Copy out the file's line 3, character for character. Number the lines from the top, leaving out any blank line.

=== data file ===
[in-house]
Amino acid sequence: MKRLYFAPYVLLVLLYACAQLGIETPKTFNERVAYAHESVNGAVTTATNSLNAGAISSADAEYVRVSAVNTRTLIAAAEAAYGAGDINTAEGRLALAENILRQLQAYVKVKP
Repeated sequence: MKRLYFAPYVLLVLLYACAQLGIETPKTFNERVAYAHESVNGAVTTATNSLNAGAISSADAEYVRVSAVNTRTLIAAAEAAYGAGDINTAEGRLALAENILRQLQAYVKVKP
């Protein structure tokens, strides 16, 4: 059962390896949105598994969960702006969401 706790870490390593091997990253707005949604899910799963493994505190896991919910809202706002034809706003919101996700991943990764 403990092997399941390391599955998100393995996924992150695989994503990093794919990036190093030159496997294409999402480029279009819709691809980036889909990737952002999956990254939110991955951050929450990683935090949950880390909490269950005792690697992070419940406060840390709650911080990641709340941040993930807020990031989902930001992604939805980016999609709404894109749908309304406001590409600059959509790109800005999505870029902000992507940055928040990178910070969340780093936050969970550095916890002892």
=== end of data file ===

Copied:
Repeated sequence: MKRLYFAPYVLLVLLYACAQLGIETPKTFNERVAYAHESVNGAVTTATNSLNAGAISSADAEYVRVSAVNTRTLIAAAEAAYGAGDINTAEGRLALAENILRQLQAYVKVKP